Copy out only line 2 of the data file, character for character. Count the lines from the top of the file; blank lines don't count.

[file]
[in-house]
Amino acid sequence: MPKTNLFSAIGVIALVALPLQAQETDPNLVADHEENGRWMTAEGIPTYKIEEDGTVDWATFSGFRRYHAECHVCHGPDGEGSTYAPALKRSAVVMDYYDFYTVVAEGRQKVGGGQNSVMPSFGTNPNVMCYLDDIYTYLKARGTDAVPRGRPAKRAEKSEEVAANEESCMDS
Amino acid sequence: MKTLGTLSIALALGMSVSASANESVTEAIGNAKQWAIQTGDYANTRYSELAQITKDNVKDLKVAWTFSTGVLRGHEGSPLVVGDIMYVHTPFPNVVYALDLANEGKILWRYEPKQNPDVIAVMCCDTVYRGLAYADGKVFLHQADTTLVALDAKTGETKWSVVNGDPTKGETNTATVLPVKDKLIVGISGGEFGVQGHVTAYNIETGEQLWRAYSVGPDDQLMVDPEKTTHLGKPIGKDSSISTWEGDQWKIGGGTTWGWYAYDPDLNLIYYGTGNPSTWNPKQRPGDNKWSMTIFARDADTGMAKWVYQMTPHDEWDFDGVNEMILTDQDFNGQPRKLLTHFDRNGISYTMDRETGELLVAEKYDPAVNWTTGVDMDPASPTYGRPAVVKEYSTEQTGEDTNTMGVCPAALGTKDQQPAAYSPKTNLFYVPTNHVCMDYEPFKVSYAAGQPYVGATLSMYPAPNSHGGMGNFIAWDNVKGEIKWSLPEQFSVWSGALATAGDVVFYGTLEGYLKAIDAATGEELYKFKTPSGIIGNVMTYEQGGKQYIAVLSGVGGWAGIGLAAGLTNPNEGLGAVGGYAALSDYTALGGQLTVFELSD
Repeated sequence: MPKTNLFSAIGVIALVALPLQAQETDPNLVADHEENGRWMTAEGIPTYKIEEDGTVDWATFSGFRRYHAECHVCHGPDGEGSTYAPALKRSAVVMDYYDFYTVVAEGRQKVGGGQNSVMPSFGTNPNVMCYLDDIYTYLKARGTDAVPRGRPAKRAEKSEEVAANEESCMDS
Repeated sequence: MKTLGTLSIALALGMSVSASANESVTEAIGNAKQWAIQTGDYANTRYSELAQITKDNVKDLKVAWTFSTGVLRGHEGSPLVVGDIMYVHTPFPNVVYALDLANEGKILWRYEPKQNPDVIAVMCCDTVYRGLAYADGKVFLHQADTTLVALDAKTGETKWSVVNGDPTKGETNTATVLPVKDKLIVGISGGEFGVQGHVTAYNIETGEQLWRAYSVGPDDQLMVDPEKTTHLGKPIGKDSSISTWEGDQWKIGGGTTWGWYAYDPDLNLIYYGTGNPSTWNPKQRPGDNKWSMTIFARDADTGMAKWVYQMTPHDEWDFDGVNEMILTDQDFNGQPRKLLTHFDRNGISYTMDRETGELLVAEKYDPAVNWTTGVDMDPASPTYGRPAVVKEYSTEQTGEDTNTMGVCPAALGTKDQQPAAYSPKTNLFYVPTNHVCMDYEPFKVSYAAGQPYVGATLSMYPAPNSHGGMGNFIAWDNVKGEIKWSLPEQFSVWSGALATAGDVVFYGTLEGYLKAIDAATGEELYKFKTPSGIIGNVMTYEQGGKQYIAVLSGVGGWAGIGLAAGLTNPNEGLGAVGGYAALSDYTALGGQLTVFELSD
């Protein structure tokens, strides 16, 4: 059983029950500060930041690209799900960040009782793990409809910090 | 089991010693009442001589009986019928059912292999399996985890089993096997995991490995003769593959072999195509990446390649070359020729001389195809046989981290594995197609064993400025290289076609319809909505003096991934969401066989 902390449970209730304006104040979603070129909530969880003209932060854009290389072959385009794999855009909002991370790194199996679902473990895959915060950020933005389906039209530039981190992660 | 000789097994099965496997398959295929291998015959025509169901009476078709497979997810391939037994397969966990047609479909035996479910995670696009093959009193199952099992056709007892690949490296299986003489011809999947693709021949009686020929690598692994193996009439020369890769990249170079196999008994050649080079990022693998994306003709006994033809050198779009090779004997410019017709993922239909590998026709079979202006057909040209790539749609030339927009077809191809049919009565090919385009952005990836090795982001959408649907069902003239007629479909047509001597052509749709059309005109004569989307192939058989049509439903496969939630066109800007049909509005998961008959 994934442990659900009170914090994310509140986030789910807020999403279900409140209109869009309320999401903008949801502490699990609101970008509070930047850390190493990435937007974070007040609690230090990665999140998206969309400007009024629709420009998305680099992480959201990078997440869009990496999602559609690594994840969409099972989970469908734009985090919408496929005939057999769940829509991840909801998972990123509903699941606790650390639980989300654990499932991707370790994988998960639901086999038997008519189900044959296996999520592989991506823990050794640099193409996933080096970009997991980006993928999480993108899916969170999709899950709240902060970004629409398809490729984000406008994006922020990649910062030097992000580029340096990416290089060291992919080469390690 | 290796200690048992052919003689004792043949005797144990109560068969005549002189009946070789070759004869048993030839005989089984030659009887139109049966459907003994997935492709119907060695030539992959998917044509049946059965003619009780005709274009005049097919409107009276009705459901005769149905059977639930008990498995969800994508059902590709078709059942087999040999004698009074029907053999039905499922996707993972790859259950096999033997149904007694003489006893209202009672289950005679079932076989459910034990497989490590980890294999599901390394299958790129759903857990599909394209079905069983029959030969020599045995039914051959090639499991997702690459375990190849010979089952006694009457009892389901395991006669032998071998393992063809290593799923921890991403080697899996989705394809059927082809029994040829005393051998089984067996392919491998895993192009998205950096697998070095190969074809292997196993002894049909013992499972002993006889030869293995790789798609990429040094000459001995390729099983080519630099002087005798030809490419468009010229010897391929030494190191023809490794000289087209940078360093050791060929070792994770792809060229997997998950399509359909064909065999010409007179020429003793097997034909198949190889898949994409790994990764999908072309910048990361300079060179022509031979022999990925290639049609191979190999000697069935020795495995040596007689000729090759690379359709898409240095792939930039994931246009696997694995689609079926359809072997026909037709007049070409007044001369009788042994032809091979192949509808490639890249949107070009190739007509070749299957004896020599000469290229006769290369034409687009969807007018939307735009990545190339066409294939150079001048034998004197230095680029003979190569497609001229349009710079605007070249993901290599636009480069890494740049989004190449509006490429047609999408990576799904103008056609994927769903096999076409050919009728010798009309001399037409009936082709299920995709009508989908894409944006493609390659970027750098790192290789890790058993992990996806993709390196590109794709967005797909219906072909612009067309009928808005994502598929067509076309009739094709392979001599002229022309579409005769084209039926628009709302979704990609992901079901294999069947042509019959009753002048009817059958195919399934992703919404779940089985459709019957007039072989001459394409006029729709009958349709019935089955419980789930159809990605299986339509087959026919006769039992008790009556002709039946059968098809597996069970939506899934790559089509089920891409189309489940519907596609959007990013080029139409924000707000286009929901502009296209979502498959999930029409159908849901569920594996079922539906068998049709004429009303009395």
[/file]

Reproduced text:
Amino acid sequence: MPKTNLFSAIGVIALVALPLQAQETDPNLVADHEENGRWMTAEGIPTYKIEEDGTVDWATFSGFRRYHAECHVCHGPDGEGSTYAPALKRSAVVMDYYDFYTVVAEGRQKVGGGQNSVMPSFGTNPNVMCYLDDIYTYLKARGTDAVPRGRPAKRAEKSEEVAANEESCMDS